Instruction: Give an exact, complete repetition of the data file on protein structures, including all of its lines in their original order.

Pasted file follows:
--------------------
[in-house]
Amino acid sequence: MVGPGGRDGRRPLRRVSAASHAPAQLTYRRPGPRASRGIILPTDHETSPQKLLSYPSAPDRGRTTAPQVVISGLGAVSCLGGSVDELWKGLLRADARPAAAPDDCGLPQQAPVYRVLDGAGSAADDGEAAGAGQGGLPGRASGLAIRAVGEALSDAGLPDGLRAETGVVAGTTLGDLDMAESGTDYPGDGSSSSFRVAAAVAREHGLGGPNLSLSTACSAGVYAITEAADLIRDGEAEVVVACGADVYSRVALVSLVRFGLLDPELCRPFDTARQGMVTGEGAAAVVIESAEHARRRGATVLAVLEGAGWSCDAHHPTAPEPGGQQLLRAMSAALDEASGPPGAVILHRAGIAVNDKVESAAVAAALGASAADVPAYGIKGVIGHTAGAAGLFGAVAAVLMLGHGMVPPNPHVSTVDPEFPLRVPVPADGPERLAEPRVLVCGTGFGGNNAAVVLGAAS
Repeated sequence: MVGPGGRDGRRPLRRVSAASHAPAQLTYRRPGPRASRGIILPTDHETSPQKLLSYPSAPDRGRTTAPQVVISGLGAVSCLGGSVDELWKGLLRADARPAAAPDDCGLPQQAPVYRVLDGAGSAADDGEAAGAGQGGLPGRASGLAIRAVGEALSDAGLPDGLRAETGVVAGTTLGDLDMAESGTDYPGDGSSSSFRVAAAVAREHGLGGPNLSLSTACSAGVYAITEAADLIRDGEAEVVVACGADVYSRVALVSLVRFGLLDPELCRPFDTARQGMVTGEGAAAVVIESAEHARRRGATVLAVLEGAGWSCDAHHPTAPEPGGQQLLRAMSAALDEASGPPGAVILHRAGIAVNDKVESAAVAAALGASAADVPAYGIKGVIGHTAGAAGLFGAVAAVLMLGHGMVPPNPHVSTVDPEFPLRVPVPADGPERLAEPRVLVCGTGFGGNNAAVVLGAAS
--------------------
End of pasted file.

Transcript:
[in-house]
Amino acid sequence: MVGPGGRDGRRPLRRVSAASHAPAQLTYRRPGPRASRGIILPTDHETSPQKLLSYPSAPDRGRTTAPQVVISGLGAVSCLGGSVDELWKGLLRADARPAAAPDDCGLPQQAPVYRVLDGAGSAADDGEAAGAGQGGLPGRASGLAIRAVGEALSDAGLPDGLRAETGVVAGTTLGDLDMAESGTDYPGDGSSSSFRVAAAVAREHGLGGPNLSLSTACSAGVYAITEAADLIRDGEAEVVVACGADVYSRVALVSLVRFGLLDPELCRPFDTARQGMVTGEGAAAVVIESAEHARRRGATVLAVLEGAGWSCDAHHPTAPEPGGQQLLRAMSAALDEASGPPGAVILHRAGIAVNDKVESAAVAAALGASAADVPAYGIKGVIGHTAGAAGLFGAVAAVLMLGHGMVPPNPHVSTVDPEFPLRVPVPADGPERLAEPRVLVCGTGFGGNNAAVVLGAAS
Repeated sequence: MVGPGGRDGRRPLRRVSAASHAPAQLTYRRPGPRASRGIILPTDHETSPQKLLSYPSAPDRGRTTAPQVVISGLGAVSCLGGSVDELWKGLLRADARPAAAPDDCGLPQQAPVYRVLDGAGSAADDGEAAGAGQGGLPGRASGLAIRAVGEALSDAGLPDGLRAETGVVAGTTLGDLDMAESGTDYPGDGSSSSFRVAAAVAREHGLGGPNLSLSTACSAGVYAITEAADLIRDGEAEVVVACGADVYSRVALVSLVRFGLLDPELCRPFDTARQGMVTGEGAAAVVIESAEHARRRGATVLAVLEGAGWSCDAHHPTAPEPGGQQLLRAMSAALDEASGPPGAVILHRAGIAVNDKVESAAVAAALGASAADVPAYGIKGVIGHTAGAAGLFGAVAAVLMLGHGMVPPNPHVSTVDPEFPLRVPVPADGPERLAEPRVLVCGTGFGGNNAAVVLGAAS